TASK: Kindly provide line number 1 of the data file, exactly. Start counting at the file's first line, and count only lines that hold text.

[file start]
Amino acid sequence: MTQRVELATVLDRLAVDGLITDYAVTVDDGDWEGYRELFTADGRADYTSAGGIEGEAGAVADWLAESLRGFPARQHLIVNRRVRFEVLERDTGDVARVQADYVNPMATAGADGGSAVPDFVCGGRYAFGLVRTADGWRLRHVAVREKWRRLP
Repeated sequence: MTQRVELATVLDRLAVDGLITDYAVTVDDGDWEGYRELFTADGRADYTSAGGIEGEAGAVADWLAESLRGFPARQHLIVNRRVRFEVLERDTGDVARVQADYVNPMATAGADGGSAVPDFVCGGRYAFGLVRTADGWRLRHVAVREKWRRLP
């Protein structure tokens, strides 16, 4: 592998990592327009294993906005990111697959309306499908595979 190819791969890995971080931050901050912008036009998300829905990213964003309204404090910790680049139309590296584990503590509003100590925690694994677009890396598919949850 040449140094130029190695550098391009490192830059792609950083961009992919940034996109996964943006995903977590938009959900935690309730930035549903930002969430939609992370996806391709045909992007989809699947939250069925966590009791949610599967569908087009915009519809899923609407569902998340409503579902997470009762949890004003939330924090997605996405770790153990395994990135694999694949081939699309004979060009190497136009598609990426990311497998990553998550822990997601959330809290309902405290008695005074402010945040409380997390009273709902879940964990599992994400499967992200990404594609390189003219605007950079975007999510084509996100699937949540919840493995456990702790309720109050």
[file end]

Amino acid sequence: MTQRVELATVLDRLAVDGLITDYAVTVDDGDWEGYRELFTADGRADYTSAGGIEGEAGAVADWLAESLRGFPARQHLIVNRRVRFEVLERDTGDVARVQADYVNPMATAGADGGSAVPDFVCGGRYAFGLVRTADGWRLRHVAVREKWRRLP